We knew they were not working when the clients were either unhappy or if nobody bought it. Some things we tried to do were to have a virtual assistant that helped you with online dating. That was a disaster! We tried offering unlimited models, like “all you can eat.” That wasn’t great because a few people would abuse the system, and it would drive the assistants away. So that wasn’t a good model. We tried being really loosey-goosey about a lot of things, and only reform them once people were on the verge of rioting. But in the beginning, it was really open. We just threw stuff at the wall and saw what stuck. A lot of what we did was use myself as our test client. I’ve been using virtual assistants for years now, and I’m a pretty heavy delegator myself. So if I liked it, it was a good guess that other people would like it too.

At this point in time, when you were trying all these different ideas on how to package this, were you guys working on it full time or not quite?

Yeah, I was working on it full time from pretty much the day it started. I had saved away a little bit of money from some different online businesses I had done through college and right after college. I used that to fund my very meager lifestyle in San Francisco while I was getting Zirtual started. Then the great part about selling an actual product is that we started making money from day one. Granted, it was very little money, but we still made money. That helped us barely make it to the next day, and eventually it got big enough for us to expand. For the most part, we just took any profits we made and reinvested them and brought more people into the business.

Why do people go to Zirtual? Like, why can’t you just go to oDesk or some other place?

The big difference is that oDesk is a big job board where there is no quality control. With us, we provide a relationship not only with the assistant but also with the company. It gives you a trusted user, a trusted assistant, and it allows you to develop a relationship with your Zirtual assistant without there being this fear of, “What’s going to happen with someone I randomly found Craigslist or oDesk?” We have a really thorough vetting and hiring process that allows us to only hire the very best. We get thousands and thousands of applications, and only hire a small fraction of those people, who then go through a strenuous training to really make sure that these are the absolute best people for our client’s needs.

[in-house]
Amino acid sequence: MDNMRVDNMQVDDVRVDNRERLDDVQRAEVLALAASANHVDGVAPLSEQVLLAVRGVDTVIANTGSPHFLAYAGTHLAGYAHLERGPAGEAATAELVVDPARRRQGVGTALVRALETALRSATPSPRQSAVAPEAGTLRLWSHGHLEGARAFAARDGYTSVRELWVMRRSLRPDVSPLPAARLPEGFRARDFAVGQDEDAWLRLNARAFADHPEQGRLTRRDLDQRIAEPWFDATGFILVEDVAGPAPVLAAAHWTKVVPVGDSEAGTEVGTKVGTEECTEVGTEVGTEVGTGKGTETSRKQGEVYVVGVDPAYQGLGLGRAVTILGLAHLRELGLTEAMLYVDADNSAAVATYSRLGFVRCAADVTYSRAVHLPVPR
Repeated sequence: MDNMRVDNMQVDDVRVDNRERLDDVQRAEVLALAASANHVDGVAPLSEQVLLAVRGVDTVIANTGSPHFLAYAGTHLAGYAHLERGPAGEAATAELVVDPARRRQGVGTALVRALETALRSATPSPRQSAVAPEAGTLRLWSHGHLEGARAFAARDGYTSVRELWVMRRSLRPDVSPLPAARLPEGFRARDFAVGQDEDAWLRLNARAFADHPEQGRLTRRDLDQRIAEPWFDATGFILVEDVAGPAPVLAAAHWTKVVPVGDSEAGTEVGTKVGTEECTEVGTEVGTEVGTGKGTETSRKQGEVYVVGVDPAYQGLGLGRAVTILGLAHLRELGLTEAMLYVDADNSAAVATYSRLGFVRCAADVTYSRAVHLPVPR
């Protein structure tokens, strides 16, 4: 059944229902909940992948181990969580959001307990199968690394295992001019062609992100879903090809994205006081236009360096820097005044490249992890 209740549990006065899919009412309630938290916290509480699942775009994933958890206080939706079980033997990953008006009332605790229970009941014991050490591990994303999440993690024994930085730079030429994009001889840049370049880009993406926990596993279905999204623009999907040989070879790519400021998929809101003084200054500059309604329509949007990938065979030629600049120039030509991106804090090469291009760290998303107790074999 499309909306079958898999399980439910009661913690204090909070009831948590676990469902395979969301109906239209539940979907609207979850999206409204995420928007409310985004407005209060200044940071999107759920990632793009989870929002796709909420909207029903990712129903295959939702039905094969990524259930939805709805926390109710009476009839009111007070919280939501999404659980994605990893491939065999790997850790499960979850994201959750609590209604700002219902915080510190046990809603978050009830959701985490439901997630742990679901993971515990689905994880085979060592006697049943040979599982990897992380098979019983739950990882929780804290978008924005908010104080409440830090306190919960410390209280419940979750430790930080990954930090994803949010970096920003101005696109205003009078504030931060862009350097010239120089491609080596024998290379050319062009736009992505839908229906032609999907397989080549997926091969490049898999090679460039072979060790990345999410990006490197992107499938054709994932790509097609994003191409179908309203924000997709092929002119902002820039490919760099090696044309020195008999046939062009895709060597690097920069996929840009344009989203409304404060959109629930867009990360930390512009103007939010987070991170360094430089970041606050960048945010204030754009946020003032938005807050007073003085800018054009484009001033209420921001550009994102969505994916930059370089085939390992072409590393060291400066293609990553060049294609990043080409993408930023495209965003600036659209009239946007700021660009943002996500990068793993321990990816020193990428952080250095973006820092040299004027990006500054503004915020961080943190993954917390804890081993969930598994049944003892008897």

So these virtual assistants who are on Zirtual, what kind of tasks do they do?

They do anything from scheduling, research, reservations, basic customer support if you have a really small business or start up, they can do travel planning, they can help arrange your wedding, they can do a variety of things. Anything an executive assistant could do in an office, we can pretty much do. Even if it’s something in person, we have partnerships with companies like Exec or TaskRabbit that will do that for you.

At this point, I think a lot of folks have read books like The Four Hour Work Week and understand the theory behind this, which sounds awesome, but I think a lot of people have this mental block of, “Oh my gosh, do I trust this person enough to enter my life?” What would you say to someone that is considering doing this? How do you start?

We start with baby steps, we get people in the door and we’re like, “Okay, send off a few tasks that aren’t pertinent. See how those go!” Then maybe send something a little more important, and then maybe, “Do X, Y, and Z.” Then maybe share your passwords, share your credit cards, let them manage your calendar. It’s just a series of steps that allows the client to get more comfortable with the brand and more comfortable with the assistant.

Do you guys do criminal background checks as well?

Yes, we do criminal background checks, both state and national. We have social verification background checks which is pretty new, it allows us to see if people are lying about anything within their application process based on their social graph, and checking a few different cues.

Check back next week to learn more about how a Zirtual Assistant can benefit you!

Image from

Want to read more founder stories? Sign up to get 1 each week.